Notes On Phrasal Verbs - Introduction - CBSE Class 10 English Grammar
A phrasal verb is a verb followed by a preposition or an adverb; the combination creates a  meaning different from the original verb alone. Example : To get  =  to obtain I need to get a network connection for my computer. To get together  =  to meet  There is a get together for lunch on the occasion of Annual Day. Phrasal verbs are part of a large group of verbs called “multi-part” or "multi-word” verbs. The preposition or adverb that follows the verb is sometimes called a particle. Phrasal verbs and other multi-word verbs are an important part of the English language. However, they are mainly used in spoken English and informal texts. 1. Transitive and intransitive phrasal verbs : Some phrasal verbs are transitive.  (A transitive verb always has an object.) Example : I made up an excuse. ('Excuse' is the object of the verb.) Some phrasal verbs are intransitive . (An intransitive verb does not have an object.) Example : My car broke down. 2. Separable or inseparable phrasal verbs : Some transitive phrasal verbs are separable. (The object is between the verb and the preposition. Example : I looked the word up in the dictionary. Some transitive phrasal verbs are inseparable. (The object is placed after the preposition.) Example : The supervisor will look into the case as soon as possible. Some transitive phrasal verbs can take an object in both places. Example : I picked up the newspaper. I picked the newspaper up. However, if the object is a pronoun, it must be placed between the verb and the preposition. Example : I picked it up.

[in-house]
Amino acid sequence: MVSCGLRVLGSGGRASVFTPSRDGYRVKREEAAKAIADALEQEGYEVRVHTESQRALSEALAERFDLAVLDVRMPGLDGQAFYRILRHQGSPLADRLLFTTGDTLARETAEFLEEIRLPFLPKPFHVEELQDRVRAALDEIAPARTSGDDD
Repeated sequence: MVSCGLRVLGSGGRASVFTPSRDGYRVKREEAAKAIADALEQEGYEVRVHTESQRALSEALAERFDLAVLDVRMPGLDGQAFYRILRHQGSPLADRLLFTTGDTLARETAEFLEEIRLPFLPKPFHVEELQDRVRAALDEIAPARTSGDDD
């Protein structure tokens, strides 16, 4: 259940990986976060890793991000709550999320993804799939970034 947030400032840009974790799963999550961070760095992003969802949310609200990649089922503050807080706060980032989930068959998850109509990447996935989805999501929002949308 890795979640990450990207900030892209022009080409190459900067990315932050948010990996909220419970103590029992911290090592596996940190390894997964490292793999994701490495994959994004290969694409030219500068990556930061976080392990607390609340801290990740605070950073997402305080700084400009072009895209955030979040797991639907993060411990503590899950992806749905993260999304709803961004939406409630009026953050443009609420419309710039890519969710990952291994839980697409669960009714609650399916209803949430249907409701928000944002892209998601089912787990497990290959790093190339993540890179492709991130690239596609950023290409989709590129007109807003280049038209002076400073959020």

#### Summary

A phrasal verb is a verb followed by a preposition or an adverb; the combination creates a  meaning different from the original verb alone. Example : To get  =  to obtain I need to get a network connection for my computer. To get together  =  to meet  There is a get together for lunch on the occasion of Annual Day. Phrasal verbs are part of a large group of verbs called “multi-part” or "multi-word” verbs. The preposition or adverb that follows the verb is sometimes called a particle. Phrasal verbs and other multi-word verbs are an important part of the English language. However, they are mainly used in spoken English and informal texts. 1. Transitive and intransitive phrasal verbs : Some phrasal verbs are transitive.  (A transitive verb always has an object.) Example : I made up an excuse. ('Excuse' is the object of the verb.) Some phrasal verbs are intransitive . (An intransitive verb does not have an object.) Example : My car broke down. 2. Separable or inseparable phrasal verbs : Some transitive phrasal verbs are separable. (The object is between the verb and the preposition. Example : I looked the word up in the dictionary. Some transitive phrasal verbs are inseparable. (The object is placed after the preposition.) Example : The supervisor will look into the case as soon as possible. Some transitive phrasal verbs can take an object in both places. Example : I picked up the newspaper. I picked the newspaper up. However, if the object is a pronoun, it must be placed between the verb and the preposition. Example : I picked it up.
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